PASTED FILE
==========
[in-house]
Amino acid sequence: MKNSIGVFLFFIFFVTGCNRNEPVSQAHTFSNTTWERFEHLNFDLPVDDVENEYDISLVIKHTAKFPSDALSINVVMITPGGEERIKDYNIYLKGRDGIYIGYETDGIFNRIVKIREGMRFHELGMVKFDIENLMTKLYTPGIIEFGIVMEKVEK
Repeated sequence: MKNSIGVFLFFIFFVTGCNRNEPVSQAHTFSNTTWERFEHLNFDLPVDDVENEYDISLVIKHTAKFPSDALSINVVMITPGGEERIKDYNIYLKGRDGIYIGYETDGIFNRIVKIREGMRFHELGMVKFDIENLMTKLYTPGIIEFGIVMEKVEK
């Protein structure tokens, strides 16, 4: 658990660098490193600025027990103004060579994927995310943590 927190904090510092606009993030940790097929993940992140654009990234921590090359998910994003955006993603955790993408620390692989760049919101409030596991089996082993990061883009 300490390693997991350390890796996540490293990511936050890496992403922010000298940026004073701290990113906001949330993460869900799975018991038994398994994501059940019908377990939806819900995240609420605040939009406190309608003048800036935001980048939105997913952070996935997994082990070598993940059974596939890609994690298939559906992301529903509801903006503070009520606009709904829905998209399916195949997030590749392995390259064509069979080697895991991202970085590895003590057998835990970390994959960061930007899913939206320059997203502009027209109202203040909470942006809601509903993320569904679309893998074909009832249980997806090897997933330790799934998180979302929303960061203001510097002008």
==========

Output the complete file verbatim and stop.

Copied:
[in-house]
Amino acid sequence: MKNSIGVFLFFIFFVTGCNRNEPVSQAHTFSNTTWERFEHLNFDLPVDDVENEYDISLVIKHTAKFPSDALSINVVMITPGGEERIKDYNIYLKGRDGIYIGYETDGIFNRIVKIREGMRFHELGMVKFDIENLMTKLYTPGIIEFGIVMEKVEK
Repeated sequence: MKNSIGVFLFFIFFVTGCNRNEPVSQAHTFSNTTWERFEHLNFDLPVDDVENEYDISLVIKHTAKFPSDALSINVVMITPGGEERIKDYNIYLKGRDGIYIGYETDGIFNRIVKIREGMRFHELGMVKFDIENLMTKLYTPGIIEFGIVMEKVEK
């Protein structure tokens, strides 16, 4: 658990660098490193600025027990103004060579994927995310943590 927190904090510092606009993030940790097929993940992140654009990234921590090359998910994003955006993603955790993408620390692989760049919101409030596991089996082993990061883009 300490390693997991350390890796996540490293990511936050890496992403922010000298940026004073701290990113906001949330993460869900799975018991038994398994994501059940019908377990939806819900995240609420605040939009406190309608003048800036935001980048939105997913952070996935997994082990070598993940059974596939890609994690298939559906992301529903509801903006503070009520606009709904829905998209399916195949997030590749392995390259064509069979080697895991991202970085590895003590057998835990970390994959960061930007899913939206320059997203502009027209109202203040909470942006809601509903993320569904679309893998074909009832249980997806090897997933330790799934998180979302929303960061203001510097002008």